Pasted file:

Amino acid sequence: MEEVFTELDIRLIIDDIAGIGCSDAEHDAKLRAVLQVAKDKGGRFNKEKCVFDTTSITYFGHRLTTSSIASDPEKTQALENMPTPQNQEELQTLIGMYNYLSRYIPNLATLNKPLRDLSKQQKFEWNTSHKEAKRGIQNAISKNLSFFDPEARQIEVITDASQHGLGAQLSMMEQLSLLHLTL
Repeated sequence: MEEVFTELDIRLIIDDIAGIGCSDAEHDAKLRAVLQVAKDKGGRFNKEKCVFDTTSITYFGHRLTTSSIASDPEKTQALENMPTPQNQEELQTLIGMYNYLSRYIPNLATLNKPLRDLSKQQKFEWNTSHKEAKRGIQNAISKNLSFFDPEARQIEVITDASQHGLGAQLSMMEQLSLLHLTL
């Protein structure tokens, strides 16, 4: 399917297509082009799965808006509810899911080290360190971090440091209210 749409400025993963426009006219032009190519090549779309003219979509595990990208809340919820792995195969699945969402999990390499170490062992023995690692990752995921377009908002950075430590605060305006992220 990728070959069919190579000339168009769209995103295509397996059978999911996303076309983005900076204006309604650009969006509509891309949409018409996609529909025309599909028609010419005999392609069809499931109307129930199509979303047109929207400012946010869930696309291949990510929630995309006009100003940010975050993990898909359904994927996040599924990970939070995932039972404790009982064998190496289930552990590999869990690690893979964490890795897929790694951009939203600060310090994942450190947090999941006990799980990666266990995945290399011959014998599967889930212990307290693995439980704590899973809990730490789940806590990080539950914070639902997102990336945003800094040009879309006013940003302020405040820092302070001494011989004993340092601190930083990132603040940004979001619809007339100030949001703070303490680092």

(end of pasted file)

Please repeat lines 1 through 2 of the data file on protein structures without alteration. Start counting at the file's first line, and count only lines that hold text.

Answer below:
Amino acid sequence: MEEVFTELDIRLIIDDIAGIGCSDAEHDAKLRAVLQVAKDKGGRFNKEKCVFDTTSITYFGHRLTTSSIASDPEKTQALENMPTPQNQEELQTLIGMYNYLSRYIPNLATLNKPLRDLSKQQKFEWNTSHKEAKRGIQNAISKNLSFFDPEARQIEVITDASQHGLGAQLSMMEQLSLLHLTL
Repeated sequence: MEEVFTELDIRLIIDDIAGIGCSDAEHDAKLRAVLQVAKDKGGRFNKEKCVFDTTSITYFGHRLTTSSIASDPEKTQALENMPTPQNQEELQTLIGMYNYLSRYIPNLATLNKPLRDLSKQQKFEWNTSHKEAKRGIQNAISKNLSFFDPEARQIEVITDASQHGLGAQLSMMEQLSLLHLTL